Would you give your account number to a stranger? Most probably not. But millions of internet users may as well be giving away their personal data (and money!) when using passwords that hackers can crack in a matter of seconds. Password managers provide methods for creating and managing truly secure passwords.
Internet users regularly have to enter passwords – for example, when signing into social media platforms, shopping online, or using internet banking. Passwords prevent third parties from accessing sensitive data. However, many users are not sufficiently diligent about online security: professionals can crack simple passwords in a matter of seconds. Other people create good passwords, but fail to store them safely, thus leaving a door open to criminals. In addition, weaknesses in the services which users subscribe to are no small matter either. If such services do not properly secure passwords, the data of thousands of users can be at risk.
One way of minimising the risk is to use two-factor authentication or multi-factor authentication. Instead of using just a password, at least one other means of authentication is required. Users of this technology obtain this additional authentication factor via their smartphone or a special hardware device (called a “token”). The common point between most of these additional factors is that they are unique and valid only for a short time – in other words, a time-based one-time password is generated. Let’s take a look at how that works.
Why do we need a TOTP?
Conventional passwords – however strong the user makes them – have a disadvantage: if somebody else knows the character string, security is no longer guaranteed. One solution would be to change passwords regularly, but even the most exemplary users do not do this every hour. The solution is a TOTP: a password which is only valid for a brief time, after which it expires. The Internet Engineering Task Force (IETF) published the one-time password algorithm in 2011 in RFC 6238 to facilitate greater online security.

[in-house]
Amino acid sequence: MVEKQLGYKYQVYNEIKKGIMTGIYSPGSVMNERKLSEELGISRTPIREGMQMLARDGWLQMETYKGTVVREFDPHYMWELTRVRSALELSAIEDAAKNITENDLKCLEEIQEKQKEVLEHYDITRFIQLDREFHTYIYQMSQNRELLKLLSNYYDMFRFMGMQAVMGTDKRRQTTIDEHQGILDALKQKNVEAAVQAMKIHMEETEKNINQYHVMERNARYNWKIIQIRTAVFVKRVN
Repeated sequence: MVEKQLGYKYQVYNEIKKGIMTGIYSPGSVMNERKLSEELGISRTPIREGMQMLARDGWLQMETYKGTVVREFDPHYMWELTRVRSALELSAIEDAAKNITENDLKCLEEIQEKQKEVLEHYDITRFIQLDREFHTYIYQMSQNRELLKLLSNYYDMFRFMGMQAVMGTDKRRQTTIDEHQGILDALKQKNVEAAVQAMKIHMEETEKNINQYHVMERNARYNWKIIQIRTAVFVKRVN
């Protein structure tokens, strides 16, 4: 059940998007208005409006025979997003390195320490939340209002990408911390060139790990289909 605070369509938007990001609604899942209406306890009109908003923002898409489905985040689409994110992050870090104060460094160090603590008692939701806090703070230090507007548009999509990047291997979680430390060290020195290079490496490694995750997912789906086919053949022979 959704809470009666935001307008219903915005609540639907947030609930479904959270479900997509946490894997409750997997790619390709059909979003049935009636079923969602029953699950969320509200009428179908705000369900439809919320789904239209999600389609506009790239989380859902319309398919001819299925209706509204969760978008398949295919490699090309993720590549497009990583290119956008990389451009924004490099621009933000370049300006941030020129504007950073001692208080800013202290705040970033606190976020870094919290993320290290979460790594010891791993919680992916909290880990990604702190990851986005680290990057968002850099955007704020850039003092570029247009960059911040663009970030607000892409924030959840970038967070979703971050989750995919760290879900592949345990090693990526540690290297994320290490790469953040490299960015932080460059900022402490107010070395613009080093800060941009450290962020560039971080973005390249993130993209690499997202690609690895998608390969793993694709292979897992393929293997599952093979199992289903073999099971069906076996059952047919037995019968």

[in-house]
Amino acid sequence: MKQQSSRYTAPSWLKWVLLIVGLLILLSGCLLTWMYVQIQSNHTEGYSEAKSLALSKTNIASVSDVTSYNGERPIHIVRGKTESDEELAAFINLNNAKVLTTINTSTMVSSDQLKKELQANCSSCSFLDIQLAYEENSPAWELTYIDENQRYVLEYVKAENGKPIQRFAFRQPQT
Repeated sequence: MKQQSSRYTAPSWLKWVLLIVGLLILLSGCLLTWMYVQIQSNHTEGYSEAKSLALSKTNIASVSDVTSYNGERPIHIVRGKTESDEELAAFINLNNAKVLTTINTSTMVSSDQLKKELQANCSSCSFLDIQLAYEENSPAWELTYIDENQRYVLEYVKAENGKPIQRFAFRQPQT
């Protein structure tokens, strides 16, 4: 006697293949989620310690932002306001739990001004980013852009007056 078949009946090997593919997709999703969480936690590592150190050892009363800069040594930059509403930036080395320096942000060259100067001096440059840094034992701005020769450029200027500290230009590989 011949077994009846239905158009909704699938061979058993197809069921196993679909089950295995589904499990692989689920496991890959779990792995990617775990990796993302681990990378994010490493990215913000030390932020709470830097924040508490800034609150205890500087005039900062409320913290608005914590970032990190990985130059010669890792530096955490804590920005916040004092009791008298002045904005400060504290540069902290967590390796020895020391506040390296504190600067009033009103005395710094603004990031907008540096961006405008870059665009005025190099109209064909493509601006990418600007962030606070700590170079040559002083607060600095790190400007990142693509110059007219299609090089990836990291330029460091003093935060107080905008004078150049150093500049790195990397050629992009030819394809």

One-time passwords are mostly used as part of multi-factor authentication, a security system which requires users signing into a web service to first enter their personal, static password, and then a time-limited password generated especially for this sign-in. The user receives the second password via an app or a special hardware token.
Once the one-time password has been used, or if it has not been used after a specified time, it expires. It is therefore very difficult for criminals to obtain the second factor, as even if they know the static password, it's very hard for them to obtain the TOTP too, especially as they have barely any time to crack it.
How does the time-based one-time password algorithm work?
The TOTP is based on a hash function, which is a cryptographic procedure whereby a secret key and a time stamp are combined to form an encrypted character string. Both the user and the server know the secret key. The time stamp is given in Unix time.
Unix time is a value corresponding to the number of seconds that have passed since January 1, 1970.
TOTP is in fact a further development of HOTP, which stands for HMAC-based one-time password. Like HOTP, TOTP is based on the HMAC procedure – the hash operation in the background. Both the user’s device and the server generate a hash value by combining the secret key with a counter. The two values are identical, which is how the authentication works.
The hash function itself is not defined; in practice SHA-1 is often used (including by Google Authenticator, for example). SHA-1 generates a 160-bit hash value. For convenience, this value is truncated using a compression function. The final result is a short number (six digits for example) which the user can easily use to sign in to the web service.
The secret key is embedded in a token in the device, meaning that often even the user doesn’t know it. If this is not the case, the secret key must be stored securely, ideally offline, or even printed and kept in a safe place for example. If the user loses the secret key, they will no longer be able to sign in to the service.